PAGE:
103.1Types of Criminal Pleadings

Last Updated: 12/01/23

Key Concepts

  • Criminal pleadings are required to confer jurisdiction on the court, provide notice to the defendant, and ensure against double jeopardy.
  • The pleadings in district court are usually whatever criminal process was used to charge the defendant (citation, summons, warrant, magistrate’s order) or a statement of charges.
  • The pleadings used in superior court are usually an indictment or information, but in some circumstances may also include a grand jury presentment, bill of particulars, or misdemeanor pleadings on appeal.

For templates with recommended language to use when charging specific criminal offenses, please see the related entry on Arrest Warrant and Indictment Forms.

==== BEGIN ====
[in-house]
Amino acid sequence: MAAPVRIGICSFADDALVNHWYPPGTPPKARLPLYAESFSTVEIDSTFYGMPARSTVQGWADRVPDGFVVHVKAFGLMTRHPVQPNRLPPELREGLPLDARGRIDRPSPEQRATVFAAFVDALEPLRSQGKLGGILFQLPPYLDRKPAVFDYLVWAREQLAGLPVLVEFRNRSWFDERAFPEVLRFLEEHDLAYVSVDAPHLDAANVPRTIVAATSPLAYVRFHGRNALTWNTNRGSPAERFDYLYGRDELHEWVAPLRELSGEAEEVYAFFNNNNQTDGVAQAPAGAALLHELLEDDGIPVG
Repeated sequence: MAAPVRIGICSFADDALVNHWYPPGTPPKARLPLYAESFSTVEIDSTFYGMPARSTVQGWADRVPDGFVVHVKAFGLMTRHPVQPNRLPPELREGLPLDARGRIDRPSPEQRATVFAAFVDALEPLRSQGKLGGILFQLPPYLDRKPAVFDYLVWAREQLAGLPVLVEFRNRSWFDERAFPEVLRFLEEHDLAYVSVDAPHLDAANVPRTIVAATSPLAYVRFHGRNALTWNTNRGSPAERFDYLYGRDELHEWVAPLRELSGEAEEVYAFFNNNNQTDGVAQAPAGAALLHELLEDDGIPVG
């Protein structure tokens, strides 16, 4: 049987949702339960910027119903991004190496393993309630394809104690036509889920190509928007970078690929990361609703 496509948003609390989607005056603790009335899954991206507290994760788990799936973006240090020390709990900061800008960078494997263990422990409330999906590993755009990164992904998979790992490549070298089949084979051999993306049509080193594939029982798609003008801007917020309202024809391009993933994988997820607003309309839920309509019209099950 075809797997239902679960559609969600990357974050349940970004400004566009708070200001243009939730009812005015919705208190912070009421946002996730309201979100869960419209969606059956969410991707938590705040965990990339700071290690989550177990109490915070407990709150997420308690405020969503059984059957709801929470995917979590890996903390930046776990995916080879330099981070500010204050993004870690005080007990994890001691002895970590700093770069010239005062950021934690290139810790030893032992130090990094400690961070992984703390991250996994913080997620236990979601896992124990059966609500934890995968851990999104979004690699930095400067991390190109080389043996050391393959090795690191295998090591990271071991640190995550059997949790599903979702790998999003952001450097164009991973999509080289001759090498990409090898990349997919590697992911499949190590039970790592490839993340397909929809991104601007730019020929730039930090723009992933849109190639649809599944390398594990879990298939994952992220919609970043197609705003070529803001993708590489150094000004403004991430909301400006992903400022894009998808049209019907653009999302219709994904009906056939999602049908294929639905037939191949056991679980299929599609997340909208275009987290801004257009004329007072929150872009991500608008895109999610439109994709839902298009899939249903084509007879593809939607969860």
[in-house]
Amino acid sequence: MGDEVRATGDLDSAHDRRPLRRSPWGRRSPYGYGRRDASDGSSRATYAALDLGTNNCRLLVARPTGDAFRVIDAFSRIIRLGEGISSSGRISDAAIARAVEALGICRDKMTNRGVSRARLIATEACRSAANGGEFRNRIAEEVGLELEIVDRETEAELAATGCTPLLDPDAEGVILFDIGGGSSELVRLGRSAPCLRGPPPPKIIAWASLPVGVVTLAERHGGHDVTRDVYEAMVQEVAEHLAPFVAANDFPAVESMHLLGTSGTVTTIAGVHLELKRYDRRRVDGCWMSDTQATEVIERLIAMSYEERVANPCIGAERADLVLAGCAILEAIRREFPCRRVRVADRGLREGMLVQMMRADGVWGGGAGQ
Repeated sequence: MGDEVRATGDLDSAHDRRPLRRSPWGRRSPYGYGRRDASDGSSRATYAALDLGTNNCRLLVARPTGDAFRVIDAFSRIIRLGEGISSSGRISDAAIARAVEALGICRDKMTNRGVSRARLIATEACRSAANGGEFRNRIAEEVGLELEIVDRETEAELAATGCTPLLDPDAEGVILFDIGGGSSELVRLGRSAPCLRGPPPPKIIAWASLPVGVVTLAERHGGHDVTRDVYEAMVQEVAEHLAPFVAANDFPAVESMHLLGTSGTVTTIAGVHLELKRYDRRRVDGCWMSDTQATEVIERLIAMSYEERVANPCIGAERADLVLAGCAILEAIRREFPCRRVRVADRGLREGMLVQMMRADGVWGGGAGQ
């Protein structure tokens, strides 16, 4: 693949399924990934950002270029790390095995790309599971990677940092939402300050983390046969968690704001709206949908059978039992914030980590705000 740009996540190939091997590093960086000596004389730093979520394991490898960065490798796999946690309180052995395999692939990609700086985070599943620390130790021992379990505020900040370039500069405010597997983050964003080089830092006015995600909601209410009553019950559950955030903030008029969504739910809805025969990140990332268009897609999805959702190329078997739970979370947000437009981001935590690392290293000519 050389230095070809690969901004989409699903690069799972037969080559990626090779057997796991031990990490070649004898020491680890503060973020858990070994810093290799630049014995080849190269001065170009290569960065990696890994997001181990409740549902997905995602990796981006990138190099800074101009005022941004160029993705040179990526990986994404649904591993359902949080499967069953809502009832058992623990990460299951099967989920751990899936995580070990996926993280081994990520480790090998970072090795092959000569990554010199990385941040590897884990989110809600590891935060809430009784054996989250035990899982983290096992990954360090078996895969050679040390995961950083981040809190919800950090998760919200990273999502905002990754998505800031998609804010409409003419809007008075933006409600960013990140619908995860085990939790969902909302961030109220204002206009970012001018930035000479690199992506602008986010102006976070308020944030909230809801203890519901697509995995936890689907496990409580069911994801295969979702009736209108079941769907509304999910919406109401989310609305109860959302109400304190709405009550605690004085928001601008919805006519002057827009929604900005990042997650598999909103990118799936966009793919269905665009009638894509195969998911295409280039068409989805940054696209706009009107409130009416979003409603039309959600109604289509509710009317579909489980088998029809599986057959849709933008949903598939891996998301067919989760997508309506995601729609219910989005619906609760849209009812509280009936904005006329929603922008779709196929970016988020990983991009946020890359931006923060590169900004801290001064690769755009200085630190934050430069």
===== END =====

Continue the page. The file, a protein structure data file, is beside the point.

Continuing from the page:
Criminal pleadings are the tools the state uses to charge criminal offenses.  In misdemeanor cases tried in district court and on appeal for trial de novo in superior court, pleadings include arrest warrants, criminal summonses, citations, magistrate’s orders, and statements of charges.  In felony cases which are initially tried in superior court, the state must obtain an indictment or criminal information.

1.  A properly-drafted criminal pleading fulfills three main functions:

  1. Provides the court with jurisdiction to enter judgment on the offense charged;
  2. Provides notice of the charges against which the defendant must defend; and
  3. Enables the defendant to raise a double jeopardy bar to a subsequent prosecution for the same offense.

See generally State v. Greer, 238 N.C. 325 (1953).  

2.  A criminal pleading must contain the following:

  1. The name or other identification of the defendant;
  2. A separate count for each offense charged;